Language: Japanese
Source: In common use


Jūmonji yari (十文字槍) literally means "letter ten spear", because the written word for ten is a simple cross. It is thus perhaps best translated as "cross spear".

The weapon was mainly popular from the 17th century onwards, and famously wielded by the warrior monks of the Hōzōin-ryu style of spearmanship.

Jumonji yari by Kanabo Masazane

A jūmonji yari by Kanabō Masazane.
Listed at Mandarin Mansion in 2023.


Jūmonji yari and the Hōzōin warrior monks

Legend has it that the jūmonji yari was invented by Hōzōin temple warrior monk Kakuzenbō In'ei, who was inspired by the reflection of the crescent moon on Sarusawa Pond in Kōfuku-ji. He then founded a school of spearmanship around 1560 called Hōzōin-ryū that specialized in its use. Whether he really designed it remains uncertain, but if anyone popularized its use, it was certainly him. Hōzōin-ryū became a wildly popular form of spearmanship in a time of intense civil war.1

The spears for the Hōzōin warrior monks were made by the Kanabō school of swordsmiths. The Kanabō school was a relatively small and isolated school of swordsmiths in Kanabōtsuji (金房辻) in Nara, Yamato province. The school's exact origins are unknown, but the earliest known Kanabō smiths were Tadayuki (忠行), Masashige (正重), and Masazane (正真), all thought to have been active around the Eishō period of 1504-1521. The school was mainly active in the 16th century.

"They have gained a reputation as master yari makers 
and it is said that they had a contract with the Hōzō Temple (宝蔵院) for yari." 1

-Dr. Honma Junji, 1963

The school reached such fame that a young Miyamoto Musashi, considered Japan's best swordsman, went there to challenge them in 1605. Musashi was only 21 at the time while Hōzōin Kakuzenbō In'ei was already 84, and his successor 16. So they had another monk Okuzōin Dōei duel Musashi. Unlike many of Musashi's duels, this was a friendly match, and no-one died. Apparently, Musashi did win, but there was such mutual respect that he stayed, and talked with Kakuzenbō In'ei until dawn.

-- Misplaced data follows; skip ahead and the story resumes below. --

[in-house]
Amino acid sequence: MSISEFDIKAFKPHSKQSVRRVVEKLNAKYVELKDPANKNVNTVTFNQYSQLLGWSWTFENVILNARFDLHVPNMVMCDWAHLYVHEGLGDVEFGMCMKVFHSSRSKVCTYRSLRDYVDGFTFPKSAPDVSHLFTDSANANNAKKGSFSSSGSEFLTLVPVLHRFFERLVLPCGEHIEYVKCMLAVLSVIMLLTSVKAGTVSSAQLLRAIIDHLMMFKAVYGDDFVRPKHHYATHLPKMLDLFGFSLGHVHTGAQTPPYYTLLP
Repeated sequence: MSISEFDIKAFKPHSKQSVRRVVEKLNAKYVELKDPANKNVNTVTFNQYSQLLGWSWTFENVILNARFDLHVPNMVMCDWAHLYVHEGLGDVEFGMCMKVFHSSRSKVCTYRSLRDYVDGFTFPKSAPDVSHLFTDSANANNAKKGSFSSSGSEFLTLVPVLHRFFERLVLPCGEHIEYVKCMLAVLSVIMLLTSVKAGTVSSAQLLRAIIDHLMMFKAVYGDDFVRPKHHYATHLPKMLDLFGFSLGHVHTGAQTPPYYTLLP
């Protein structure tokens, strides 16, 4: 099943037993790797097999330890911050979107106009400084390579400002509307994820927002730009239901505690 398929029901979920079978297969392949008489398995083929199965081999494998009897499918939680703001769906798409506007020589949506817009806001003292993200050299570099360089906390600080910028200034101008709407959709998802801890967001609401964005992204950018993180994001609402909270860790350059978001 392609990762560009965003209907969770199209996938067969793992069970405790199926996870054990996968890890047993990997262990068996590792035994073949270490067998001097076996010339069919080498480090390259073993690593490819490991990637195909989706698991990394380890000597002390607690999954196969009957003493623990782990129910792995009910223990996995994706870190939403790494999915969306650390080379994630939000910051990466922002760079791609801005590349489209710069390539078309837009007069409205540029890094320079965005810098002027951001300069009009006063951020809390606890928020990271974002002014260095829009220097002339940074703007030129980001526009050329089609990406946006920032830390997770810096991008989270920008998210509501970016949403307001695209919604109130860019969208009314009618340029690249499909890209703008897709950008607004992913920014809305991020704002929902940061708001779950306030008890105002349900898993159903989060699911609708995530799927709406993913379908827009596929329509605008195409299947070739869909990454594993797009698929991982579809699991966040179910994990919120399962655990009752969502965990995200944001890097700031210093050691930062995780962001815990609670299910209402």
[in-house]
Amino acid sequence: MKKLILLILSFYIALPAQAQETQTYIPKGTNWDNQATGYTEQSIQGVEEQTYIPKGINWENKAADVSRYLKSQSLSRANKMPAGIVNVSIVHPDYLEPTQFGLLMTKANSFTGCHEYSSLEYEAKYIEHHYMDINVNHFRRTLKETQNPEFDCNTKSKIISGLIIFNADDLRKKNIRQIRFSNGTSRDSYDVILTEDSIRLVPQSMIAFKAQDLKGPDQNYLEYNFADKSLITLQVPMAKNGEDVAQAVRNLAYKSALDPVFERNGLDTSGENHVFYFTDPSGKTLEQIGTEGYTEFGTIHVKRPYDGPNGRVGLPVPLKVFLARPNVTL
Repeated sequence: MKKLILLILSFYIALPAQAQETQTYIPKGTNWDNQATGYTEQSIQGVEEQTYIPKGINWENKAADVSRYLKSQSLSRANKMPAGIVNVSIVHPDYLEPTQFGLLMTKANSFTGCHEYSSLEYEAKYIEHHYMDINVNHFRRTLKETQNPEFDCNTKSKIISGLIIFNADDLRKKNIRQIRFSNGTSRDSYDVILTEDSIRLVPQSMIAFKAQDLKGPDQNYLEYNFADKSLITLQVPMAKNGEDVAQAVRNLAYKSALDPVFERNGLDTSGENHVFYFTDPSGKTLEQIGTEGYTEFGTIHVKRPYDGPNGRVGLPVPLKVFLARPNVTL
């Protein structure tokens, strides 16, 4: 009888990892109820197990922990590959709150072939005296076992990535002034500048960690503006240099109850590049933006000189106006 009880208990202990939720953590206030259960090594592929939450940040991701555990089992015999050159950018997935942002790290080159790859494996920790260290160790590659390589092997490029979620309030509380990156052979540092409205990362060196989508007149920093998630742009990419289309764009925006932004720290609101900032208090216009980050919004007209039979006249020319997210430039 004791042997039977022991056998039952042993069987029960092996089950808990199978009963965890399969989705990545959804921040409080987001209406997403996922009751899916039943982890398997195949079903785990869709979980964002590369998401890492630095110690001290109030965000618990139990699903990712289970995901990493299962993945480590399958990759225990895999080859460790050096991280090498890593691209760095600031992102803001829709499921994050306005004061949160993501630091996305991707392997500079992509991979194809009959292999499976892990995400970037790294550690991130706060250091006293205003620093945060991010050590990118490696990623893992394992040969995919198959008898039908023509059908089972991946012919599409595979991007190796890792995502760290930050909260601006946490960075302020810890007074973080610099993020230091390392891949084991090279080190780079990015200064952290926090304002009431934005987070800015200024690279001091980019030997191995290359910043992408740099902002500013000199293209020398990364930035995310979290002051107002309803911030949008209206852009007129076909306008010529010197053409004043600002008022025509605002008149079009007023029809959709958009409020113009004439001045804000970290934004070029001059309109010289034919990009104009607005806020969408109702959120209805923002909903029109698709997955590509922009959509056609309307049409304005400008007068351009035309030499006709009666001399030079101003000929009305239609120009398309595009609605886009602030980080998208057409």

After the unification of Japan, Kakuzenbō In'ei left the martial path and in 1607 forbade the teaching of his spearmanship and sold much of the armory of the temple. His nephew Hōzōin Inshun revived the art after his death. Today, only some ruins of the Hōzōin remain in what is now Nara Park, but its martial arts are still practiced.

1. Official website of Hōzōin-ryū, Accessed April 24, 2023.
2. Honma Junji; Nihon Koto Shi. 1963. Translated by Markus Sesko. Lulu Publishing. Available at Page 238.


Famous jūmonji yari

Mori Nagayoshi (1558-1584), an officer of the Oda clan, famously wielded a jūmonji yari in battle. His fierce demeanor in battle gave him the nickname Oni-Musashi, "the Demon of Musashi." Mori Nagayoshi entered his second battle in 1574 and reputedly decapitated 27 enemies with his jūmonji yari  during that battle.

He then had a peculiar inscription added to the tang that reads:


"humans have no bones"

After his death, his jūmonji yari has been kept in the Oda clan. It was published in 1796.1

Mori Nagayoshi's jūmonji yari as described in Kamata Natae, Honchō Kaji Kō, Volume 18, Edo. 1796.


jūmonji yari of Mori Nagayoshi

Photograph of Mori Nagayoshi's jūmonji yari.
Published in Kigen Nisenroppyaku-Nen Hōshuku Meihō Nihontō Tenrankai Chutchintō Zuroku, Yūshūkan Museum, 1940, p. 47.


Thanks for Markus Sesko for pointing out this yari in his Metropolitan Museum newsletter "Dispatches from the Field", July 2023.

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Made in the 16th century, for the warrior monks of the Hozo-in temple in Nara.


With NBTHK Hozon papers.


Carved out of copper alloy with details highlighted in gold.


Very delicate work with carved guardian lions.


Of a copper alloy with a different shade on each side.


Unusual tsuba with foreign figures and Chinese auspicious symbols.